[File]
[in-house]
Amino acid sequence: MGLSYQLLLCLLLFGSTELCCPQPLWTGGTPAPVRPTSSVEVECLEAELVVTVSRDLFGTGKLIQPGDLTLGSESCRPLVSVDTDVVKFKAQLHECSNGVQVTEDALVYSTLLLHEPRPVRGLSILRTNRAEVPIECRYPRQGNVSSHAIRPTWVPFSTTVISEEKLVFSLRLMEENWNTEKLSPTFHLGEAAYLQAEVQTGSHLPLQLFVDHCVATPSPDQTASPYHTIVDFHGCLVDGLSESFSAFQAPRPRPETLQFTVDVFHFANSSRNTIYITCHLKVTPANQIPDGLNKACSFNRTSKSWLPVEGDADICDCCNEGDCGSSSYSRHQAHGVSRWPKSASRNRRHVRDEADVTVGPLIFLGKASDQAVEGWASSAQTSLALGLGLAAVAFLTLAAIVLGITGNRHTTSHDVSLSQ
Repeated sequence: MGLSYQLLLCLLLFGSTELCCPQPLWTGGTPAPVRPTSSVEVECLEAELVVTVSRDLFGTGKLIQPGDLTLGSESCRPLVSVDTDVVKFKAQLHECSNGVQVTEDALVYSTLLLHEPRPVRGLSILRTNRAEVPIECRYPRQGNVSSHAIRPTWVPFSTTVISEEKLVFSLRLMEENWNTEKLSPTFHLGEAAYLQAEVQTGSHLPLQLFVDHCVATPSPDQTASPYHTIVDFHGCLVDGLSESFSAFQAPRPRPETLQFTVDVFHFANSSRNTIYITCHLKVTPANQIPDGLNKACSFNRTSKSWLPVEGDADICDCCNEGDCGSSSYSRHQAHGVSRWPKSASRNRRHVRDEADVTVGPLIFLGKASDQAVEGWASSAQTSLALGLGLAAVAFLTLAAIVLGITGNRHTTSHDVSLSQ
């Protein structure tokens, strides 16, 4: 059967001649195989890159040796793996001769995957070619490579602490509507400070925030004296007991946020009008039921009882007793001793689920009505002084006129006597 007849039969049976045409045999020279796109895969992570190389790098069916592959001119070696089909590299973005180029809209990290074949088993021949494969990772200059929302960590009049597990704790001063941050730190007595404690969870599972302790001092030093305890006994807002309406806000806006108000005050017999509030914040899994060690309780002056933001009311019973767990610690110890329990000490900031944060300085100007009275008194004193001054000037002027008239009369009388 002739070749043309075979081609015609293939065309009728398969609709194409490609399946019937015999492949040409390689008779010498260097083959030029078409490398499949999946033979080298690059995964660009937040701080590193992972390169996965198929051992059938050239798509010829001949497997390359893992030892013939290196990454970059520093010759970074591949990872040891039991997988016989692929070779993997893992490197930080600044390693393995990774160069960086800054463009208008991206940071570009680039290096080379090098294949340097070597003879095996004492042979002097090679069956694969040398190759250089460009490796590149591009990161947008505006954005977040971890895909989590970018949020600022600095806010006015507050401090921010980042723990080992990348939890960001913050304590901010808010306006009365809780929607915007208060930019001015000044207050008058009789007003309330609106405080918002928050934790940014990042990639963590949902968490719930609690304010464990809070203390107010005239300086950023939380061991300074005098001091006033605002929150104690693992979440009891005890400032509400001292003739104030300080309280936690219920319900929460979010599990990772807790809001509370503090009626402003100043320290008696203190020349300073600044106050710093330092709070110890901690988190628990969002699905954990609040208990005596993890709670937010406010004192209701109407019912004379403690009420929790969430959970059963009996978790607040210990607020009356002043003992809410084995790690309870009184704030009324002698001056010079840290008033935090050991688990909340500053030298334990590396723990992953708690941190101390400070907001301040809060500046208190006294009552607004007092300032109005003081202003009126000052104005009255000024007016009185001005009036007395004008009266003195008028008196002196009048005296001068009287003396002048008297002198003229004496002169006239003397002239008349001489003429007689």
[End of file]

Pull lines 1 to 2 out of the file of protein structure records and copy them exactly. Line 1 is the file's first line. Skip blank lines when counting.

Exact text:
[in-house]
Amino acid sequence: MGLSYQLLLCLLLFGSTELCCPQPLWTGGTPAPVRPTSSVEVECLEAELVVTVSRDLFGTGKLIQPGDLTLGSESCRPLVSVDTDVVKFKAQLHECSNGVQVTEDALVYSTLLLHEPRPVRGLSILRTNRAEVPIECRYPRQGNVSSHAIRPTWVPFSTTVISEEKLVFSLRLMEENWNTEKLSPTFHLGEAAYLQAEVQTGSHLPLQLFVDHCVATPSPDQTASPYHTIVDFHGCLVDGLSESFSAFQAPRPRPETLQFTVDVFHFANSSRNTIYITCHLKVTPANQIPDGLNKACSFNRTSKSWLPVEGDADICDCCNEGDCGSSSYSRHQAHGVSRWPKSASRNRRHVRDEADVTVGPLIFLGKASDQAVEGWASSAQTSLALGLGLAAVAFLTLAAIVLGITGNRHTTSHDVSLSQ